WWC 49 – Rachel von Sturmer


The last of this week's wine writing competition entries comes from Canada, thanks to Rachel von Sturmer.

I’m a wine writer based in Vancouver, Canada. My virtual home is at www.rachelvonsturmer.com, and I’m the author of Winetripping, a guidebook to the wineries of BC’s Okanagan and Similkameen Valleys. My husband and I have recently purchased a small organic vineyard in the Similkameen.


When a friend sent word of Jancis’s wine writing contest, I knew I needed to go to the top for some advice. I called Dionysus, or rather, his office. As you may imagine, there was some trouble getting him on the phone.

'Olympus Enterprises. How may I direct your call?'

'Dionysus, please.'

'May I ask who’s calling?'

'It’s Rachel, about the wine writing advice.'

A sigh echoed through the receiver. 'Again?' Then, more firmly, 'Dionysus is not available right now. He’s been made aware of your calls, but is an extremely busy deity. Might I suggest you try Aphrodite, I hear she moonlights in wine.'

'Please, if he could just spare a moment to share his wisdom, I’d be eternally grateful. This is for Jancis’s contest.'

'Eternally? For Jancis’s contest, you say? I’ll pass on your message. Good day.'

'Thank yo ...' – click.

Some time later, I arrived home, shopping bags in hand, when I saw a scroll on my doorstep. Unfurling the parchment, slightly sticky with the scent of port, I found my efforts had been answered.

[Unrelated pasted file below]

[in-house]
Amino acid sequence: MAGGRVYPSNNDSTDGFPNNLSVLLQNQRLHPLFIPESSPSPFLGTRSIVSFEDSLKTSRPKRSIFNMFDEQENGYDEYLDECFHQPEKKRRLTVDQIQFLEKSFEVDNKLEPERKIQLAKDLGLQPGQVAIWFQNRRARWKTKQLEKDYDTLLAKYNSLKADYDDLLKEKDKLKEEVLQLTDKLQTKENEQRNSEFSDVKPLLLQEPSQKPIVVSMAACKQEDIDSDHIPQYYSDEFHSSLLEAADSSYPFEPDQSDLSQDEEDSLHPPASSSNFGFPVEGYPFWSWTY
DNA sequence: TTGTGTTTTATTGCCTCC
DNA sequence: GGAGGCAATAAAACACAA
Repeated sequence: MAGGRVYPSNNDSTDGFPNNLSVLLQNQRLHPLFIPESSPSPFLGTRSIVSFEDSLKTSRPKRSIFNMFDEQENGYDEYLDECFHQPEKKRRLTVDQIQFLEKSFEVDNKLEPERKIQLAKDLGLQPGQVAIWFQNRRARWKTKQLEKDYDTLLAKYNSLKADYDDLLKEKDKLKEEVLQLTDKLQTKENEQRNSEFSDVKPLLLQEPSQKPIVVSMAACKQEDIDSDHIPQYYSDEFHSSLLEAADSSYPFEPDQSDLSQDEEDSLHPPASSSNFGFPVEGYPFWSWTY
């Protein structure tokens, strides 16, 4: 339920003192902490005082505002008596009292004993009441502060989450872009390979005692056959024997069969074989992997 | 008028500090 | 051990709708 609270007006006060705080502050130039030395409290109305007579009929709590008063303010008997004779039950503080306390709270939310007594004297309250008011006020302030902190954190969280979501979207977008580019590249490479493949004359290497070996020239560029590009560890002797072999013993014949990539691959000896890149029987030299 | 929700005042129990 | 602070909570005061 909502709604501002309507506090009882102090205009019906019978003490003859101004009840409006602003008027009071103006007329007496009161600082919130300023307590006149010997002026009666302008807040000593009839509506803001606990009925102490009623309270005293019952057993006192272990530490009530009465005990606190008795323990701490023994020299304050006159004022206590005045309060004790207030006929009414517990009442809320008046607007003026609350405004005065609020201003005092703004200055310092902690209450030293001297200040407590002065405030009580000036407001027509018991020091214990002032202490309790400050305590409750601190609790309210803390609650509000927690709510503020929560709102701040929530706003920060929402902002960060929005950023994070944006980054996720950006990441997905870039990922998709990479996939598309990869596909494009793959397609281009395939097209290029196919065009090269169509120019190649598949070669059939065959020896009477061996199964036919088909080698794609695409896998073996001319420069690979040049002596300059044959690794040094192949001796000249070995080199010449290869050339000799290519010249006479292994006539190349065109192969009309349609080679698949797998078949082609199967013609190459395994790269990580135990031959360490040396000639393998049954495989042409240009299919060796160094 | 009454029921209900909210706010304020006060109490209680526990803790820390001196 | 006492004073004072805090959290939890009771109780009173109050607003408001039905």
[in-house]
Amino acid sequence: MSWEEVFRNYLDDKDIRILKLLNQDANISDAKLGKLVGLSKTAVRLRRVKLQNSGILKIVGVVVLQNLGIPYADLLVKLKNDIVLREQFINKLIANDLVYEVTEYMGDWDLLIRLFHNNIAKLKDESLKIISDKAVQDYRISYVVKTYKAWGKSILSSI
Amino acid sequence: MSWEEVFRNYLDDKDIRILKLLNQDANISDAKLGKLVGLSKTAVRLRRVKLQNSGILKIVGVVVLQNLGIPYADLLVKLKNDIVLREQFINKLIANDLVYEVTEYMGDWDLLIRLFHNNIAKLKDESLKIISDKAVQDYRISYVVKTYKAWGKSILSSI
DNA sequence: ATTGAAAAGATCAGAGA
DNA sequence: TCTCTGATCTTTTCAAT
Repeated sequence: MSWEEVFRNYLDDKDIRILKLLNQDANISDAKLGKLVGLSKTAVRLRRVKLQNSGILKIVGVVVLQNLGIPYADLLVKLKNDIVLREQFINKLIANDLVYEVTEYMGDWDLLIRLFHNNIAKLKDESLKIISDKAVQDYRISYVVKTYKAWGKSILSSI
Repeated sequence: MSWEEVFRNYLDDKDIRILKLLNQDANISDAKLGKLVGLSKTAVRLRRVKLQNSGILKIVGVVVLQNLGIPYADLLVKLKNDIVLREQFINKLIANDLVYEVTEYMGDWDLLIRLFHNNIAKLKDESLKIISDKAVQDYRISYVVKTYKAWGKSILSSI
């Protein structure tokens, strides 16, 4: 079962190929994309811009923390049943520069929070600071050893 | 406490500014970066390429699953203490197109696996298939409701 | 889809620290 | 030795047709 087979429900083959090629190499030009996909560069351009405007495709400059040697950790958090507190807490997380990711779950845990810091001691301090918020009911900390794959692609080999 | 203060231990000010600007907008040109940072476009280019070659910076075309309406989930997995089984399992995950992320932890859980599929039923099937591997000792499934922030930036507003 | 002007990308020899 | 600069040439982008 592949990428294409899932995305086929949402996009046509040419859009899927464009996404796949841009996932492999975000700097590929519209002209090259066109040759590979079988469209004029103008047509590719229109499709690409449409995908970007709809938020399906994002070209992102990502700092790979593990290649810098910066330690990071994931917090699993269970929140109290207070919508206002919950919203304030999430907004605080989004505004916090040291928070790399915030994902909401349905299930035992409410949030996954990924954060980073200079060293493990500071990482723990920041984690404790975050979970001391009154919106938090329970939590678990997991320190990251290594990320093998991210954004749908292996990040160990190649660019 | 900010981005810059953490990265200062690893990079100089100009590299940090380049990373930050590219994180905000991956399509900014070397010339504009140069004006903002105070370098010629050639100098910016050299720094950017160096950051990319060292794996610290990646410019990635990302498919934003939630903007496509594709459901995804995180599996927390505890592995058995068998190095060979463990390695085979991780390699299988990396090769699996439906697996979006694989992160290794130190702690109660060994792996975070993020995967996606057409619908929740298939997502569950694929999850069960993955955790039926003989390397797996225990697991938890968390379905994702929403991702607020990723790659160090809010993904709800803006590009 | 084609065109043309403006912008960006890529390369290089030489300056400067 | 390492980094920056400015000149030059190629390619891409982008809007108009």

From the desk of Dionysus

Dear Ms von Sturmer,

You have been extremely persistent in your efforts, which, while wholeheartedly annoying, I admire. So without further preamble, here are my thoughts on the state of wine writing today.

You are living through an interesting age for the subject of wine. Twenty-five hundred years ago, the hot topic in the agora was how little water your neighbour added to his krater, then it was all about monks (some were more fun than others), before I knew it the height of fashion was sweet champagne (ice-free, of course, how I miss those days). Now it’s much ado about poetry and bottle shots. Natural wine? Ha, you mortals!

If you want to be a success, you must have a signature descriptor. All the best words are already taken: embryonic, moreish, hedonistic, so you’ll need to get creative.

Even gods don’t have the drachmas for burgundy these days, I suggest you specialise elsewhere. I’ve heard Canada has potential.

You are (of course) required to enjoy drinking in this line of work, but not too much, although on this subject I demur to Methe.

Thou shalt not reference the back of the label. Don’t even look at it! If it’s German, good luck with that, love the wines but it’d be of no use anyways.

Rating with points, Hades on fire, that’s controversial lately. Apparently 101 is the new 100, or is it 21 is the new 20? It used to be 'does this wine produce frenzies of ecstasy or not?' I read online that Millennials are more into storytelling anyways. Homer would have done well with it, although he was always a little long-winded.

You’ll need to take a stance on minerality. Is it a myth? Bacchus only knows.

I’ve been told ladies are now welcome to write on wine. In my heyday they made better maenads, you should give it some thought – it might be more fun.

Now, please go have a cup of wine, and stop contacting me.



PS Bacchus says to tell you minerality is a real thing.

PPS Send my best regards to Jancis.



Is there a more pernicious creature in the vineyard at harvest time than a hungry bird? In Canada’s wine country, starlings have been a particular problem. I’d really never given them much thought until my husband and I bought a small organic vineyard in British Columbia’s sunny Similkameen Valley (pictured above) this past summer.